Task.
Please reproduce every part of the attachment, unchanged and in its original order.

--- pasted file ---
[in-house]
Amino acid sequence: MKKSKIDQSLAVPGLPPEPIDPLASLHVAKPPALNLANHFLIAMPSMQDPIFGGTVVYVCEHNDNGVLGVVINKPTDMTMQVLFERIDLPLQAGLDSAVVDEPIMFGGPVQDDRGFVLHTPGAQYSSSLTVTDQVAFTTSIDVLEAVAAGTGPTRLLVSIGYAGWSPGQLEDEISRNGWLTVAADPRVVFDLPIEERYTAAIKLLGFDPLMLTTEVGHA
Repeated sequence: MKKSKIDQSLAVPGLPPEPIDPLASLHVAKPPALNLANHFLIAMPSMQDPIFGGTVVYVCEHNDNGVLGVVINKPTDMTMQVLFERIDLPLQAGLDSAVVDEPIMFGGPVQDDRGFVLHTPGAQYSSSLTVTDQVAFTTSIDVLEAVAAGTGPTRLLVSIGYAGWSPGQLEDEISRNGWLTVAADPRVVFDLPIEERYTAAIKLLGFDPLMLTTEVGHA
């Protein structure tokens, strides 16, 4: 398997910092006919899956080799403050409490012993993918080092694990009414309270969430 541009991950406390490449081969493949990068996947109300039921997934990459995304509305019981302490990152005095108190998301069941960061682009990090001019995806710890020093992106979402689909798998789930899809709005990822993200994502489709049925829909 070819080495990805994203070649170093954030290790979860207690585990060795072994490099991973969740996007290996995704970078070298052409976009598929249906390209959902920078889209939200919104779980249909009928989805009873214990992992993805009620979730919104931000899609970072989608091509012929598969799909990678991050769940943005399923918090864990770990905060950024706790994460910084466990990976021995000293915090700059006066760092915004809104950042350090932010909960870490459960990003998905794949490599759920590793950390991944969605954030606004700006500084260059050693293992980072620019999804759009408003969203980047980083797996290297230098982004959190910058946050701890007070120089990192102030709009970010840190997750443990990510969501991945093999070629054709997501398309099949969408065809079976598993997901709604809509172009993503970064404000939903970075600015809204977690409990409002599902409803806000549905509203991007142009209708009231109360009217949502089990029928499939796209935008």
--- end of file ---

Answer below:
[in-house]
Amino acid sequence: MKKSKIDQSLAVPGLPPEPIDPLASLHVAKPPALNLANHFLIAMPSMQDPIFGGTVVYVCEHNDNGVLGVVINKPTDMTMQVLFERIDLPLQAGLDSAVVDEPIMFGGPVQDDRGFVLHTPGAQYSSSLTVTDQVAFTTSIDVLEAVAAGTGPTRLLVSIGYAGWSPGQLEDEISRNGWLTVAADPRVVFDLPIEERYTAAIKLLGFDPLMLTTEVGHA
Repeated sequence: MKKSKIDQSLAVPGLPPEPIDPLASLHVAKPPALNLANHFLIAMPSMQDPIFGGTVVYVCEHNDNGVLGVVINKPTDMTMQVLFERIDLPLQAGLDSAVVDEPIMFGGPVQDDRGFVLHTPGAQYSSSLTVTDQVAFTTSIDVLEAVAAGTGPTRLLVSIGYAGWSPGQLEDEISRNGWLTVAADPRVVFDLPIEERYTAAIKLLGFDPLMLTTEVGHA
């Protein structure tokens, strides 16, 4: 398997910092006919899956080799403050409490012993993918080092694990009414309270969430 541009991950406390490449081969493949990068996947109300039921997934990459995304509305019981302490990152005095108190998301069941960061682009990090001019995806710890020093992106979402689909798998789930899809709005990822993200994502489709049925829909 070819080495990805994203070649170093954030290790979860207690585990060795072994490099991973969740996007290996995704970078070298052409976009598929249906390209959902920078889209939200919104779980249909009928989805009873214990992992993805009620979730919104931000899609970072989608091509012929598969799909990678991050769940943005399923918090864990770990905060950024706790994460910084466990990976021995000293915090700059006066760092915004809104950042350090932010909960870490459960990003998905794949490599759920590793950390991944969605954030606004700006500084260059050693293992980072620019999804759009408003969203980047980083797996290297230098982004959190910058946050701890007070120089990192102030709009970010840190997750443990990510969501991945093999070629054709997501398309099949969408065809079976598993997901709604809509172009993503970064404000939903970075600015809204977690409990409002599902409803806000549905509203991007142009209708009231109360009217949502089990029928499939796209935008």